dmesg | sort -f | less

The -f option tells sort to disregard case (i.e., whether letters are lower case or upper case) while sorting.

Likewise, the output of the ls command (which is used to list the contents of a directory) is commonly piped to the the less (or more) command to make the output easier to read, i.e.,

ls -al | less


ls -al | more

ls reports the contents of the current directory (i.e., the directory in which the user is currently working) in the absence of any arguments (i.e., input data in the form of the names of files or directories). The -l option tells ls to provide detailed information about each item, and the -a option tells ls to include all files, including hidden files (i.e., files that are normally not visible to users). Because ls returns its output in alphabetic order by default, it is not necessary to pipe its output to the sort command (unless it is desired to perform a different type of sorting, such as reverse sorting, in which case sort's -r option would be used).

This could just as easily be done for any other directory. For example, the following would list the contents of the /bin directory (which contains user commands) in a convenient paged format:

ls -al /bin | less

The following example employs a pipe to combine the ls and the wc (i.e., word count) commands in order to show how many filesystem objects (i.e., files, directories and links) are in the current directory:

ls | wc -l

ls lists each object, one per line, and this list is then piped to wc, which, when used with its -l option, counts the number of lines and writes the result to standard output (which, as usual, is by default the display screen).

The output from a pipeline of commands can be just as easily redirected to a file (where it is written to that file) or a printer (where it is printed on paper). In the case of the above example, the output could be redirected to a file named, for instance, count.txt:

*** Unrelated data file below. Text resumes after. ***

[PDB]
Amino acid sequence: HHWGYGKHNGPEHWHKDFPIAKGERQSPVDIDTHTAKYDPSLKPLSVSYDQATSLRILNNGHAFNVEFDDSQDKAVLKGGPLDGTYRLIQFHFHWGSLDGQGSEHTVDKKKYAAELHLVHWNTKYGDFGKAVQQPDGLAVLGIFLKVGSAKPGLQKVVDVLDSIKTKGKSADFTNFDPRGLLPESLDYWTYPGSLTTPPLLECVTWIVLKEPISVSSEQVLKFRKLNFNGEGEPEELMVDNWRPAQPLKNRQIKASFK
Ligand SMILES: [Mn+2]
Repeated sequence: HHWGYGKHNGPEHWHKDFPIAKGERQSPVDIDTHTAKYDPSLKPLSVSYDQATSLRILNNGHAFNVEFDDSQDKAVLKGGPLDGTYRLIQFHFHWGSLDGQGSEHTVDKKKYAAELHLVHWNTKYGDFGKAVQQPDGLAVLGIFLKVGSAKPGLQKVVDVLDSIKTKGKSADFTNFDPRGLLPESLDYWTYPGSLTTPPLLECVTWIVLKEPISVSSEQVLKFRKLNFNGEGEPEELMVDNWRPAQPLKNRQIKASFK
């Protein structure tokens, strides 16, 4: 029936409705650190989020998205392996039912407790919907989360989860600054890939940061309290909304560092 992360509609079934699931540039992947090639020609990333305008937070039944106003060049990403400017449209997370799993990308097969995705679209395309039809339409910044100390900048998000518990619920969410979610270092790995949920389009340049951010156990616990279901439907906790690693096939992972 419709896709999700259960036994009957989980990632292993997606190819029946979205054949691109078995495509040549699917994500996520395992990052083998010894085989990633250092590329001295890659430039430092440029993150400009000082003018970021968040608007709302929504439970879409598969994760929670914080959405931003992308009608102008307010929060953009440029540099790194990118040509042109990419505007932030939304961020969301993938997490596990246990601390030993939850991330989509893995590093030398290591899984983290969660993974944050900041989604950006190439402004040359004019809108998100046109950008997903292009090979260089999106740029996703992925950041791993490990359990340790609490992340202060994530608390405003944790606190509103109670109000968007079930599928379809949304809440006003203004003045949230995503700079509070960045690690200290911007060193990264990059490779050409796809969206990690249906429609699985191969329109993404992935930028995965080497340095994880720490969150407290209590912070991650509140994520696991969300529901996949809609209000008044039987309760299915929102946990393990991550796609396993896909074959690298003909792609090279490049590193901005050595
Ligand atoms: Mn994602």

ls | wc -l > count.txt

The output redirection operator will create count.txt if it does not exist or overwrite it if it already exists. (The file does not, of course, require the .txt extension, and it could have just as easily been named count, lines or anything else.)

The following is a slightly more complex example of combining a pipe with redirection to a file:

echo -e "orange \npeach \ncherry" | sort > fruit

The echo command tells the computer to send the text that follows it to standard output, and its -e option tells the computer to interpret each \n as the newline symbol (which is used to start a new line in the output). The pipe redirects the output from echo -e to the sort command, which arranges it alphabetically, after which it is redirected by the output redirection operator to the file fruit.

As a final example, and to further illustrate the great power and flexibility that pipes can provide, the following uses three pipes to search the contents of all of the files in current directory and display the total number of lines in them that contain the string Linux but not the string UNIX:

cat * | grep "Linux" | grep -v "UNIX" | wc -l

In the first of the four segments of this pipeline, the cat command, which is used to read and concatenate (i.e., string together) the contents of files, concatenates the contents of all of the files in the current directory. The asterisk is a wildcard that represents all items in a specified directory, and in this case it serves as an argument to cat to represent all objects in the current directory.

The first pipe sends the output of cat to the grep command, which is used to search text. The Linux argument tells grep to return only those lines that contain the string Linux. The second pipe sends these lines to another instance of grep, which, in turn, with its -v option, eliminates those lines that contain the string UNIX. Finally, the third pipe sends this output to wc -l, which counts the number of lines and writes the result to the display screen.

"Fake Pipes"

A notation similar to the pipes of Unix-like operating systems is used in Microsoft's MS-DOS operating system. However, the method of implementation is completely different. Sometimes the pipe-like mechanism used in MS-DOS is referred to as fake pipes because, instead of running two or more programs simultaneously and channeling the output data from one continuously to the next, MS-DOS uses a temporary buffer file (i.e., section of memory) that first accumulates the entire output from the first program and only then feeds its contents to the next program.

This more closely resembles redirection through a file than it does the Unix concept of pipes. It takes more time because the second program cannot begin until the first has been completed, and it also consumes more system resources (i.e., memory and processor time). This approach could be particularly disadvantageous if the first command produces a very large amount of output and/or does not terminate.

Created April 29, 2004. Last updated August 23, 2006.